Advertisement

Players use camp to improve skills

Athletes get chance to learn baseball fundamentals at CSUN event.

August 14, 2007|By Charles Rich

NORTHRIDGE — A reversal of summertime plans would have been neat.

If Andrew Fisher could have planned his summer itinerary, he would have first attended a quality baseball camp to help him improve his skills before competing in Little League for two months.

Fisher, a member of the Crescenta Valley District 16 Little League Junior Baseball squad, couldn’t. However, he wasn’t about to sulk.

Advertisement

Fisher was one of about 50 participants who showed up last week for the weeklong Northridge Baseball Camp at Cal State Northridge. In fact, it marked the second time that the 14-year-old Fisher attended the camp the past month.

So much for him making other plans.

“Baseball is in my blood, so I want to be here learning more things,” Fisher said after taking part in a running drill in right field. “Usually, I also play soccer, but I’ve been playing baseball all year.

“I’ve gotten better with my throwing, and I’ve learned to swing the bat hard every time.”

Those are some of the goals that many of the participants intended to learn at the camp, which was conducted by La Crescenta resident and Cal State Northridge baseball Coach Steve Rousey. The camp afforded players — who came from the Glendale and Burbank areas, in addition to the San Fernando and Santa Clarita valleys — an opportunity to improve their skills and prepare for the possibility of competing at the high school level and beyond.

Most of the campers, who ranged from 6 to 14, had just concluded taking part in their respective Little Leagues.

Rousey, who became the CSUN coach in 2003 following a two-year stint as an assistant, watched several groups perform different drills.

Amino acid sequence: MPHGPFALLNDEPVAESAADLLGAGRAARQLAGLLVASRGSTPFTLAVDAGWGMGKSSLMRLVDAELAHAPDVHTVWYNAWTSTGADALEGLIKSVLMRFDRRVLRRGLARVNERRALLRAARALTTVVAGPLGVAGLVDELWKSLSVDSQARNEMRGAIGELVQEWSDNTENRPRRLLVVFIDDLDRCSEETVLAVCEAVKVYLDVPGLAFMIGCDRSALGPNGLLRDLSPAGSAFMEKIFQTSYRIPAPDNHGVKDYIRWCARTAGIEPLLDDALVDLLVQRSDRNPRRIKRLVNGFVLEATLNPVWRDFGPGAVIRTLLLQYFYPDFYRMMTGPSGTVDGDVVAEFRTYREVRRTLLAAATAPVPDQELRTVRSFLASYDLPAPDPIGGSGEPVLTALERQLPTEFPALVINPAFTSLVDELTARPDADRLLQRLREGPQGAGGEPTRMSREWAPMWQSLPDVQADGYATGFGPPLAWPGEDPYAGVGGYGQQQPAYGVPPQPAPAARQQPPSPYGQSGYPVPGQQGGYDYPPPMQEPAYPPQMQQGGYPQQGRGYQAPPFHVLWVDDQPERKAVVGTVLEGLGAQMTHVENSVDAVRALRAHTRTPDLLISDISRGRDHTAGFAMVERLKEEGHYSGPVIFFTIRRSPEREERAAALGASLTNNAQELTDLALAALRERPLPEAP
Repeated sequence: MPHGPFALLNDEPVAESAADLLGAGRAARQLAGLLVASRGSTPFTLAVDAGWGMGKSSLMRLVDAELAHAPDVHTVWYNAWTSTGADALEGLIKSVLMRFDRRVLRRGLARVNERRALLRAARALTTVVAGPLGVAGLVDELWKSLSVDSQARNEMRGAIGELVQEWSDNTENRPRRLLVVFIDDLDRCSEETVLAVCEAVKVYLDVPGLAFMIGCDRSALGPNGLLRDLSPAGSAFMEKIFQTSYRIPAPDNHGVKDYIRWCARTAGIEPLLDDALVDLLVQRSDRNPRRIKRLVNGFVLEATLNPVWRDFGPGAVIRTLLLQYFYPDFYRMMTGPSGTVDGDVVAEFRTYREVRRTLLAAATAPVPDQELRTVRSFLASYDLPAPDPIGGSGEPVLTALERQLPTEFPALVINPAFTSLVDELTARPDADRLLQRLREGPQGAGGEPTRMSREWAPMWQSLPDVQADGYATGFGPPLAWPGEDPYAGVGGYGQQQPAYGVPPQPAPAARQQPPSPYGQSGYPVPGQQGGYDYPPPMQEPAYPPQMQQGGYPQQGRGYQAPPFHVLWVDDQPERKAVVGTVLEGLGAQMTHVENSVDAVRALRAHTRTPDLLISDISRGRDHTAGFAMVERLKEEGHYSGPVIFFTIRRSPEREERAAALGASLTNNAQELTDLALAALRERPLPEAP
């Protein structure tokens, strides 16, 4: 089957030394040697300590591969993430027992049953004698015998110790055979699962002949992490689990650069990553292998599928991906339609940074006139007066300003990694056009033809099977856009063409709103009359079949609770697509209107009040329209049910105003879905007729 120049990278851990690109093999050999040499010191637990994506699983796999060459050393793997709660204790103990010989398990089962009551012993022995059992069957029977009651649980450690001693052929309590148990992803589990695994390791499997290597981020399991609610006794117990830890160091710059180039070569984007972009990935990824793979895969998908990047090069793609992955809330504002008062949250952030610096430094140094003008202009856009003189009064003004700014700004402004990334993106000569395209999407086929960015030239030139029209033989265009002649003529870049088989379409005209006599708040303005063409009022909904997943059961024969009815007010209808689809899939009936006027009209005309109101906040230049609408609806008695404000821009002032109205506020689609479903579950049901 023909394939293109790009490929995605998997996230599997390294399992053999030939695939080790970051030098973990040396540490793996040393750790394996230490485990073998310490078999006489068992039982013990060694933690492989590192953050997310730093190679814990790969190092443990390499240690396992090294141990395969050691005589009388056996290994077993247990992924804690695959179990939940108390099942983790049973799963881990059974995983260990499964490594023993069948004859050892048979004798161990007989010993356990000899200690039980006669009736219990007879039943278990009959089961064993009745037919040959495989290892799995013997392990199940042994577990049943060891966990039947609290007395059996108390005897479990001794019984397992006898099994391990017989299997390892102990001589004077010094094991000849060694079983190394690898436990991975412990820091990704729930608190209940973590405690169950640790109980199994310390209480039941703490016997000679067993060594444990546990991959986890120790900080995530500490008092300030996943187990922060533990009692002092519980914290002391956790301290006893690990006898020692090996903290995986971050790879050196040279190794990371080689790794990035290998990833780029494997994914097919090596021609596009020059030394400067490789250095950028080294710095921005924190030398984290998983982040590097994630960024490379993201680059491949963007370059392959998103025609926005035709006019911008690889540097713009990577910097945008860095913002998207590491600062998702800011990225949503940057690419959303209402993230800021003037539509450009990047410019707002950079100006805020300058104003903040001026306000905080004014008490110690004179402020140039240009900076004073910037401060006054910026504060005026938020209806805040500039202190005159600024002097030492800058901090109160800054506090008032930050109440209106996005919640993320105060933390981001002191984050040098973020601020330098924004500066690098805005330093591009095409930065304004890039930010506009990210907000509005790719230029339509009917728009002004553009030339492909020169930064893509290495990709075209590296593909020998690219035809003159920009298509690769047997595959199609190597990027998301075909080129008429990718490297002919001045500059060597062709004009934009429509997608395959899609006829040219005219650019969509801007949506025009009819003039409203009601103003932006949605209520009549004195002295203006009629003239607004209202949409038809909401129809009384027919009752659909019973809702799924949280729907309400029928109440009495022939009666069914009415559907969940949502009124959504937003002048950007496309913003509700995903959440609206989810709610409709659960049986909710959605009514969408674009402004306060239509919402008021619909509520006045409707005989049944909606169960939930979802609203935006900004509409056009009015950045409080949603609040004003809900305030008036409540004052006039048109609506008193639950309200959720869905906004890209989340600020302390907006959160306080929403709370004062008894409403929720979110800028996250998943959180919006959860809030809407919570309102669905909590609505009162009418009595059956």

“The purpose is development,” said Rousey, who had about six of his current players help conduct drills around the spacious diamond during the event. “We measure them with an objective evaluation, but it’s about seeing their confidence grow.

“That’s why you come here. We get return customers because they are pleased with the product that they have been given. Put yourself in the kids place. Whether they are 6 or 14, they will be next to a Division I player. It’s worshiping them in a productive sense because [the campers] get to have a conversation or stand right next to them.”

Burbank resident Dylan Goldsack, a pitcher/first baseman, attended the camp for the first time.

Goldsack, a left-hander, shuffled around the field to take part in various exercises. He had spent part of the first day warming up by playing catch.

The 13-year-old Goldsack said there’s always room to improve and learn about his favorite sport.

“I want to get better so I’ll be ready to play in high school,” Goldsack said. “I want to work on my hitting stance and go toward the ball.

“You can get a good experience coming here.”

Burbank Leader Articles Burbank Leader Articles
|
|
|